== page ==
• This code is over-complicated. You were asked to write a function/method, one in total, which is accessible to the wide world, meaning one public function and the rest methods private which would serve as helper methods.

    3. Less than optimum outcome is also an outcome - so try to take as much as you can from it. I assume it was home interview exercise, meaning you had fair amount of time, so you had to come up with much more solid solution and code in general.



    Yes, I agree -- I can see that they wanted a method that takes the list alone as you specify whereas in my case, I have an arraylist and several other parameters too! I completely missed this point! Thanks for that.
    10 months ago

    Campbell Ritchie wrote:

    Ravi Desigan wrote:. . . . The specification mentions Grades A through F.

    Not in what you quoted; there is no E.

    . . . If there are two (or more) scores that are identical, then those identical numerical scores must always receive the same grade, . . . .

    Where have you implemented that part?



    Ritchie,

    Within the method fetchNperformersFromMasterList, I have implimented the duplicate check logic.

    That is, given a sorted list of numbers, for example, 92, 91, 89, 87, the method would look for the ending number, in this case, 87 in the remaining master list... and it will loop through until dups are found. It will count the number of dups (87) in the masterlist, count these duplicates, and add that many 87's to the first list and subtract (remove) them from the masterlist.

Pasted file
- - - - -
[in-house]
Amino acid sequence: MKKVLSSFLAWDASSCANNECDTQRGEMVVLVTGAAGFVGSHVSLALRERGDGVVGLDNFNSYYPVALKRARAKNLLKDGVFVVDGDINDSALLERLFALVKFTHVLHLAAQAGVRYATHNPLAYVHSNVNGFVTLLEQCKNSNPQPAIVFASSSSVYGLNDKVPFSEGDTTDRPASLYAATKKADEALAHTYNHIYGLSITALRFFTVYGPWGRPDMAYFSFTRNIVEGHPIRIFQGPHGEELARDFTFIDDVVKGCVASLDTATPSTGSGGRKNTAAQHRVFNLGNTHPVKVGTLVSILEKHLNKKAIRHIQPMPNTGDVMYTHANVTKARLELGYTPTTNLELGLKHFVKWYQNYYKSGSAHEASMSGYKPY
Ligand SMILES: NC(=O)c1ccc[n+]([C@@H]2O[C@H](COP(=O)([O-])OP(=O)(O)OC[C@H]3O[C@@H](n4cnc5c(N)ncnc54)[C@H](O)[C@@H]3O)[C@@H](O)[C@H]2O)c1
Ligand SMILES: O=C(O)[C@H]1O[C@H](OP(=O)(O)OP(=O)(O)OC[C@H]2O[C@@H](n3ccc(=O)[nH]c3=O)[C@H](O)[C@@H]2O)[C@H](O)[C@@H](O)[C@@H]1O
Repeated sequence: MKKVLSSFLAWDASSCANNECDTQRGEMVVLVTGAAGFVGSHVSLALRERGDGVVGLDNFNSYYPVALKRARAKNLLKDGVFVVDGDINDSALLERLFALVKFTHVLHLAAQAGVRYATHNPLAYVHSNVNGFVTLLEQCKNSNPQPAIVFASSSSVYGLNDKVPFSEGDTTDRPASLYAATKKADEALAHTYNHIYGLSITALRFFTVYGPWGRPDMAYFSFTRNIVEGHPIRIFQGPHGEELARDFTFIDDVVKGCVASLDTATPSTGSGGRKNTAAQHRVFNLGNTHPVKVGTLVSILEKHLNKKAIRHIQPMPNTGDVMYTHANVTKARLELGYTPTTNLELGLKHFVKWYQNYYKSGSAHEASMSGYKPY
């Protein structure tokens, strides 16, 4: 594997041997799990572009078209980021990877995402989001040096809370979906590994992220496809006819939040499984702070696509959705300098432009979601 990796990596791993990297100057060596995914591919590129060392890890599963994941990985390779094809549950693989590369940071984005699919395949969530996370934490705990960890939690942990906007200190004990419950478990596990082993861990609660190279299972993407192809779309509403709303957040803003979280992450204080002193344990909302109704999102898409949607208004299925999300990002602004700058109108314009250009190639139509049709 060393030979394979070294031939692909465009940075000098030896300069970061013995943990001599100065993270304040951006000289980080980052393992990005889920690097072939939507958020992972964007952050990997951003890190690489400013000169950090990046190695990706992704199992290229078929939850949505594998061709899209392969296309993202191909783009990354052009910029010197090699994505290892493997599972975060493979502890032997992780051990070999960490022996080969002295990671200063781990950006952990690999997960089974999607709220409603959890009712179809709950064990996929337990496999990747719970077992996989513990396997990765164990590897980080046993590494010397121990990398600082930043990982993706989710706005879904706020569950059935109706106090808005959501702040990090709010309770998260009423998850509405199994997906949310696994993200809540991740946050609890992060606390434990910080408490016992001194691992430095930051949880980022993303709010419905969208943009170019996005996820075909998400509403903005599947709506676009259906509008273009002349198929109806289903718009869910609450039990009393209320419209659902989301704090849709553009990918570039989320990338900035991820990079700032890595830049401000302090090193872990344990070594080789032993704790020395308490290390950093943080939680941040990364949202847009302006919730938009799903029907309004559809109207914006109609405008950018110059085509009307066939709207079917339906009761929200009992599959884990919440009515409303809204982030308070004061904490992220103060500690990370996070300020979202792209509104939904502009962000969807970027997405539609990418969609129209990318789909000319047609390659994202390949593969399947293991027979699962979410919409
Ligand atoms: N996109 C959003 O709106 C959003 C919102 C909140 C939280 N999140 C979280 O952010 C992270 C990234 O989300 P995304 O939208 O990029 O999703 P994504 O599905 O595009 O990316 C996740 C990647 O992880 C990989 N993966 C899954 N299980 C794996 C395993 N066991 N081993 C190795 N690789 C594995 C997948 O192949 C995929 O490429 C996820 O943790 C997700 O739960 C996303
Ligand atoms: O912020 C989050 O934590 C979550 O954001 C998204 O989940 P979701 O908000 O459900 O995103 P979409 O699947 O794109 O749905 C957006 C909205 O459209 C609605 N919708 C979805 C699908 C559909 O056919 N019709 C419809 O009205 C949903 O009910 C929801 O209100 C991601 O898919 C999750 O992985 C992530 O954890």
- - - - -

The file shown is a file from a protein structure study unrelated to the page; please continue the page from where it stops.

10 months ago

    Tim Cooke wrote:They do have a point.

    Answer me this: To split up a list of items into separate buckets where each bucket contains 20% of the items in the original list, how many buckets would you require?

    Then answer me this: How many buckets (grades) does your code have?

    Have you spotted where you went wrong yet?



    Honestly not sure what is wrong with my code still...

    Is it ok if I submit my email here? (If someone cannot post an answer here, I welcome them to write to me in privacy.)

    I truly appreciate your input of time to clarify things to me. 
    10 months ago